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Holidays, Redskins bad mix
While we're giving thanks for our blessings this week, let's remember the Washington Redskins.
Almost certainly, they won't be messing up our holidays by playing meaningful games -- not with a 5-5 record that makes any playoff prospects as dim as ... heck, supply your own simile.
Now, if you bleed burgundy and gold, you might not consider this a blessing. After all, nothing in life matters as much as football, right?
But if your perspectives are a little more in order, there's little doubt about the benefits of Redskins-less holidays.
Take Thanksgiving. In many parts of America, it's a day for traditional high school rivalries. Well remembered are those 11 a.m. Old Oaken Bucket bashes in Northern Virginia between Alexandria's George Washington and Arlington's Washington-Lee. The most stirring came in 1956, when a 42-yard field goal by Wayne Ballard as time expired gave W-L a state championship.
The NFL stages Thanksgiving games in Detroit and Dallas -- contests watched by millions of viewers until overloads of turkey, cranberries, stuffing and pumpkin pie induce slumber. That condition must be especially prevalent among fans of the Lions, who have played like turkeys, or maybe pussycats, for decades now.
And for Redskins rooters of some vintage, the mere mention of Thanksgiving threatens to produce nausea. A rookie quarterback named Clint Longley ruined the holiday for thousands in these parts by tossing a 50-yard touchdown pass with 35 seconds left that gave the hated Cowboys a 24-23 victory in 1974.
It's even worse when football interferes with Christmas and New Year's. True the Redskins play the Giants on Christmas Eve and Eagles on New Year's Day, but chances are the games won't really mean anything. (Though stomping the two NFC East rivals always means something to Redskins fans).
Too many times in the past, we've been so obsessed with the Redskins that we forget about the traditional joys of the holiday season. Take 1971, when George Allen got Washington into the postseason for the first time in 26 years. Watching them play the San Francisco 49ers the day after Christmas, I nearly sat down at one point on a small child in a chair behind me. Oops!
And football just about wiped out the holidays a year later, when the Redskins defeated the Green Bay Packers on Christmas Eve and smacked down the Cowboys -- who else? -- on New Year's Eve to reach their first Super Bowl. The day after the latter triumph, both The Washington Post and the old Washington Star greeted 1973 with the same euphoric headline: Happy New Year! We're champs at last.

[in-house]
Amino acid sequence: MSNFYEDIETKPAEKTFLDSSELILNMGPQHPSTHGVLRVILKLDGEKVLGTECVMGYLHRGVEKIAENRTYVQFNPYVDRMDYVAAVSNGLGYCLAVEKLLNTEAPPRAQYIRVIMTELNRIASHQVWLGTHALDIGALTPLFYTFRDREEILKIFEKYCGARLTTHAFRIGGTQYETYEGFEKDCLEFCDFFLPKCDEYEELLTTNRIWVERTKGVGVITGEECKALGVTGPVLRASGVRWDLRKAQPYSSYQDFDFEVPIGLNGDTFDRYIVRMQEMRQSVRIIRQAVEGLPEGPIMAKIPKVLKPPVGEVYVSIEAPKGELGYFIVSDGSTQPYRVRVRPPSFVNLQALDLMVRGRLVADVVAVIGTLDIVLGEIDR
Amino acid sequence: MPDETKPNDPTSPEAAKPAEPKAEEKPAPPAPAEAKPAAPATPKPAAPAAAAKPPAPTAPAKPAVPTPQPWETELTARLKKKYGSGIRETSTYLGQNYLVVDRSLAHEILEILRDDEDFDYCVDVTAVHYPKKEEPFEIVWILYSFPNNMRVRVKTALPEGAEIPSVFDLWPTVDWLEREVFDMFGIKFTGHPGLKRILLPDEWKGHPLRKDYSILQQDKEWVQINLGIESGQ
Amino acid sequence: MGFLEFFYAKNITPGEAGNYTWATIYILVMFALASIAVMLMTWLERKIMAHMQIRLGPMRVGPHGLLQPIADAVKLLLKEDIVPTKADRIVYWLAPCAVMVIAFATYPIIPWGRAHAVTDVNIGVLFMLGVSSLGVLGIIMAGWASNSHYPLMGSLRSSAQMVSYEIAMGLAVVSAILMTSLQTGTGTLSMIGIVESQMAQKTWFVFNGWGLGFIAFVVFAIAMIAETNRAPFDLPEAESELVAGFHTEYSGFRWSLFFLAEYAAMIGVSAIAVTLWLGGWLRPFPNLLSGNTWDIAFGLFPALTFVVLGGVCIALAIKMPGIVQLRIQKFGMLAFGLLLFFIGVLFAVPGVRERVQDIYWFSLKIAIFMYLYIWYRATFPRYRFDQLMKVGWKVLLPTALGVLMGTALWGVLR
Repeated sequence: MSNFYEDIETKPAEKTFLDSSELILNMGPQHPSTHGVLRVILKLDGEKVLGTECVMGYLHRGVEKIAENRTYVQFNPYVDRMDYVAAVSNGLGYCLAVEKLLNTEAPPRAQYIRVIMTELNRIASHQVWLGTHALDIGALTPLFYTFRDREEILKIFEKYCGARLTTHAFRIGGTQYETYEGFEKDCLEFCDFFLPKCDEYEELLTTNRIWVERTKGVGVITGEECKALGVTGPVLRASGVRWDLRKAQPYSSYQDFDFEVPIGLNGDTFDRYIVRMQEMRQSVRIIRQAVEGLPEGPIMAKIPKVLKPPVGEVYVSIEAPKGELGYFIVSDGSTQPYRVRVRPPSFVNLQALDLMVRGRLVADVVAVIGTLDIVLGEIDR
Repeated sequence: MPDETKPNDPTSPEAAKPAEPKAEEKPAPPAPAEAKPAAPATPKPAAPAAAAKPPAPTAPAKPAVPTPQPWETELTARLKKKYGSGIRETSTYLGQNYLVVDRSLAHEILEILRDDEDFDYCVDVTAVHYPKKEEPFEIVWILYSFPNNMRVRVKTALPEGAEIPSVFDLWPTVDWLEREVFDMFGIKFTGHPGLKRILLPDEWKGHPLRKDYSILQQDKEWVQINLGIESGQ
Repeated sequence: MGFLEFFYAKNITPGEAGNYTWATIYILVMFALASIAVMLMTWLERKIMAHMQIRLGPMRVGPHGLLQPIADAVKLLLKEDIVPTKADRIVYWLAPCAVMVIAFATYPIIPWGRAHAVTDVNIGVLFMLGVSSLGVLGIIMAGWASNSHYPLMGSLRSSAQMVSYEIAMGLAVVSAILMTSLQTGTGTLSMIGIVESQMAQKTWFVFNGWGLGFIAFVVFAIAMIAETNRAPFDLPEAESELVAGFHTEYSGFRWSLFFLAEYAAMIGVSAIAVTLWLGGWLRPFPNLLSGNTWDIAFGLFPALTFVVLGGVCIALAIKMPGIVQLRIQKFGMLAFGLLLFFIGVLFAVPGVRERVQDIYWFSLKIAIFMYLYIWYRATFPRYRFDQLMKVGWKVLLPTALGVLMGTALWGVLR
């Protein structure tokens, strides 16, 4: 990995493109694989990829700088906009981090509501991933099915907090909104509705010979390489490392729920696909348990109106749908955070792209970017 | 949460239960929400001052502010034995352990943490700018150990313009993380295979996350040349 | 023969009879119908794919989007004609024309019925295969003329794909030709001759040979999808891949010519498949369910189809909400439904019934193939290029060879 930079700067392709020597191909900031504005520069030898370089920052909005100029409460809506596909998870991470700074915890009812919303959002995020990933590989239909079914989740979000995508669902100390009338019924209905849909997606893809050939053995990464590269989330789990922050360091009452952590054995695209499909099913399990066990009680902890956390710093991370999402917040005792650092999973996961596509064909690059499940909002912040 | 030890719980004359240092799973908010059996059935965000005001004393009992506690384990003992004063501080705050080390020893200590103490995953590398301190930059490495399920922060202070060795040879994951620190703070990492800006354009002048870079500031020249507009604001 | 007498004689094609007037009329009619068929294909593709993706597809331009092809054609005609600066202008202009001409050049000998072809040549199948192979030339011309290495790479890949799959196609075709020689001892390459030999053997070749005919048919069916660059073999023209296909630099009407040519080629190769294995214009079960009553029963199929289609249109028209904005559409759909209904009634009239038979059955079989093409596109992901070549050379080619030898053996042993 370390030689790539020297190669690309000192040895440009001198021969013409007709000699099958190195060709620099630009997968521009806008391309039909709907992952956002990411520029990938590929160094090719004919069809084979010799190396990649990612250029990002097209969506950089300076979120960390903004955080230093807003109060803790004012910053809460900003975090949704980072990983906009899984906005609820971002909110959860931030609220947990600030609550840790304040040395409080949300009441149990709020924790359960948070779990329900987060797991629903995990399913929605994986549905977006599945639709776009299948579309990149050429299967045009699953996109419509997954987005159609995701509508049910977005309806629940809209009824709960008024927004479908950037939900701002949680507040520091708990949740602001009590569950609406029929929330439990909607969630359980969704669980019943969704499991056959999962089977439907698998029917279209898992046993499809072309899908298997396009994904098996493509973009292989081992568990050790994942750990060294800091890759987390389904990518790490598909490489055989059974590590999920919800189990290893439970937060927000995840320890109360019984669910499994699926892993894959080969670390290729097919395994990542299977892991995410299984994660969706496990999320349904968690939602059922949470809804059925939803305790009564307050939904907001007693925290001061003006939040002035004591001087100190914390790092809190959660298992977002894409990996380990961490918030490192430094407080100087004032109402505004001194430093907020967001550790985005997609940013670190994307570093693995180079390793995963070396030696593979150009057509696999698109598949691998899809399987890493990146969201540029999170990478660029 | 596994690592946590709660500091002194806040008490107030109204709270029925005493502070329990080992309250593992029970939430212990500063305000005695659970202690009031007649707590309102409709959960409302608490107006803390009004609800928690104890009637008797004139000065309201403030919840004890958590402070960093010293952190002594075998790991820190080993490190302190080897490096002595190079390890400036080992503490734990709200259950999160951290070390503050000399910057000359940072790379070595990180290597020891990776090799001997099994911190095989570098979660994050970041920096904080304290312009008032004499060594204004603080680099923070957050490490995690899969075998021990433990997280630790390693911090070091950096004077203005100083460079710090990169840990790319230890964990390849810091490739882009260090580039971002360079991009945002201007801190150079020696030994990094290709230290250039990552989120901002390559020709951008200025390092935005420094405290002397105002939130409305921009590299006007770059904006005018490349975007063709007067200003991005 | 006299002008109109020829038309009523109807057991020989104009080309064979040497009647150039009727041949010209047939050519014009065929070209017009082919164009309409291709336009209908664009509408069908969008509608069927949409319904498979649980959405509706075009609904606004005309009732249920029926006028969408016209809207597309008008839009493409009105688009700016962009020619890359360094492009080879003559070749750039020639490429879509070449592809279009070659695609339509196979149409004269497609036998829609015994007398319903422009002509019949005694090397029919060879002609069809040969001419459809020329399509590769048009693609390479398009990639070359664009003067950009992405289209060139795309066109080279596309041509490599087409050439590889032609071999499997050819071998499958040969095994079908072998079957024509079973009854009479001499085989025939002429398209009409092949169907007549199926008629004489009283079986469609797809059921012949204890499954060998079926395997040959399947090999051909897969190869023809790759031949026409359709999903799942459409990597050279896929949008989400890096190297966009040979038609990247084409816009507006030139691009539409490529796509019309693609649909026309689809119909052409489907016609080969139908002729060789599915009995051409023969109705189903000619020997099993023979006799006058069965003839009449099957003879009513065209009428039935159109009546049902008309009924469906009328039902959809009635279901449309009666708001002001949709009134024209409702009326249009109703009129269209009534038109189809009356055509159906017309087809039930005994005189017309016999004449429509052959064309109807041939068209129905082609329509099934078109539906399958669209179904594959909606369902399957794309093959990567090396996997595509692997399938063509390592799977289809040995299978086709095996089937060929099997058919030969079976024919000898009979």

Well, not quite. Two weeks later, the Miami Dolphins beat the Redskins 14-7 in Super Bowl VII to complete The Perfect Season and add to Washington's midwinter gloom.
During Joe Gibbs' three championship seasons, the Redskins also overshadowed the holidays. The 1982 team dispatched the New Orleans Saints on Dec. 26 and the St. Louis Cardinals on Jan. 2 by way of preparing for the playoffs. The 1987 club made the postseason by edging the Minnesota Vikings in overtime on Dec. 26. And the 1991 gang lost its regular-season finale to the Philadelphia Eagles on Dec. 22 and beat the Atlanta Falcons in the first playoff game on Jan. 4.
Though Gibbs is known far and wide for his piety, I doubt that he spent much time thinking about Christmas during those years. In fact, you could almost visualize the following exchange:
Coach Joe: "What's that tree doing in our living room? And why do I hear the sound of hooves on the roof?"
Wife Pat: "It's Christmas, dear. Come have a mug of eggnog."
Coach Joe: "Eggnog, schmeggnog! If we win the toss, I wonder if we should receive or defer."
Son Coy: "The Bible says it's better to give than receive, Dad."
Coach Joe: "OK, so we'll defer. I wonder if we should blitz on the first play?"
Fortunately, unless all the signs are wrong, the Gibbs family should be able to celebrate the holidays like normal people this year, at least somewhat. And if Joe gets his Christmas wish, Matt Leinart and Reggie Bush will be wearing burgundy and gold next season.
By John R. Bolton
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